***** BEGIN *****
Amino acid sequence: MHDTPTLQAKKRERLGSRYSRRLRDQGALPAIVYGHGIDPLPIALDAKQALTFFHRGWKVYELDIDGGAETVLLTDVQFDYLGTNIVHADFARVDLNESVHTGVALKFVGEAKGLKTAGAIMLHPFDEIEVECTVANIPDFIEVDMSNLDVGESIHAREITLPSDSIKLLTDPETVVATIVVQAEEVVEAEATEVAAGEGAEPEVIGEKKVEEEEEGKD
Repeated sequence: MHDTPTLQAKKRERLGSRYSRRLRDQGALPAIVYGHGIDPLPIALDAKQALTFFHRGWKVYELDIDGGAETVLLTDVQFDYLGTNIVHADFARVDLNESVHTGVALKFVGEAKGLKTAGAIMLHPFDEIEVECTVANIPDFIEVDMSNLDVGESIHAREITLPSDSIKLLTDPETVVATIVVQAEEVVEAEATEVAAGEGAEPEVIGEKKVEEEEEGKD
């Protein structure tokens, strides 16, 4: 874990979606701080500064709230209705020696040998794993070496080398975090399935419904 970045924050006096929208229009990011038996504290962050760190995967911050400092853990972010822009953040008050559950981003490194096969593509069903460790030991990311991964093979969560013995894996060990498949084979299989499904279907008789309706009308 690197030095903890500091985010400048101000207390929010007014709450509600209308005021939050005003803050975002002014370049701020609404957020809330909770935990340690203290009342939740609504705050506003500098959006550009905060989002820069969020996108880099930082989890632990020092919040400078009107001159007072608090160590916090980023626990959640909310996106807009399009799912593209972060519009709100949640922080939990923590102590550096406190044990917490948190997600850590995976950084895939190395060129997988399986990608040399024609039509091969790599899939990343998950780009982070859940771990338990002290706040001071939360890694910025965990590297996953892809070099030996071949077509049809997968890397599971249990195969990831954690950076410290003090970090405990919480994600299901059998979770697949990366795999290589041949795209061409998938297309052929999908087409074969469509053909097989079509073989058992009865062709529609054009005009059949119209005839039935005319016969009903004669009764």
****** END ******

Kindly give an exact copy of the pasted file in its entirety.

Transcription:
Amino acid sequence: MHDTPTLQAKKRERLGSRYSRRLRDQGALPAIVYGHGIDPLPIALDAKQALTFFHRGWKVYELDIDGGAETVLLTDVQFDYLGTNIVHADFARVDLNESVHTGVALKFVGEAKGLKTAGAIMLHPFDEIEVECTVANIPDFIEVDMSNLDVGESIHAREITLPSDSIKLLTDPETVVATIVVQAEEVVEAEATEVAAGEGAEPEVIGEKKVEEEEEGKD
Repeated sequence: MHDTPTLQAKKRERLGSRYSRRLRDQGALPAIVYGHGIDPLPIALDAKQALTFFHRGWKVYELDIDGGAETVLLTDVQFDYLGTNIVHADFARVDLNESVHTGVALKFVGEAKGLKTAGAIMLHPFDEIEVECTVANIPDFIEVDMSNLDVGESIHAREITLPSDSIKLLTDPETVVATIVVQAEEVVEAEATEVAAGEGAEPEVIGEKKVEEEEEGKD
């Protein structure tokens, strides 16, 4: 874990979606701080500064709230209705020696040998794993070496080398975090399935419904 970045924050006096929208229009990011038996504290962050760190995967911050400092853990972010822009953040008050559950981003490194096969593509069903460790030991990311991964093979969560013995894996060990498949084979299989499904279907008789309706009308 690197030095903890500091985010400048101000207390929010007014709450509600209308005021939050005003803050975002002014370049701020609404957020809330909770935990340690203290009342939740609504705050506003500098959006550009905060989002820069969020996108880099930082989890632990020092919040400078009107001159007072608090160590916090980023626990959640909310996106807009399009799912593209972060519009709100949640922080939990923590102590550096406190044990917490948190997600850590995976950084895939190395060129997988399986990608040399024609039509091969790599899939990343998950780009982070859940771990338990002290706040001071939360890694910025965990590297996953892809070099030996071949077509049809997968890397599971249990195969990831954690950076410290003090970090405990919480994600299901059998979770697949990366795999290589041949795209061409998938297309052929999908087409074969469509053909097989079509073989058992009865062709529609054009005009059949119209005839039935005319016969009903004669009764």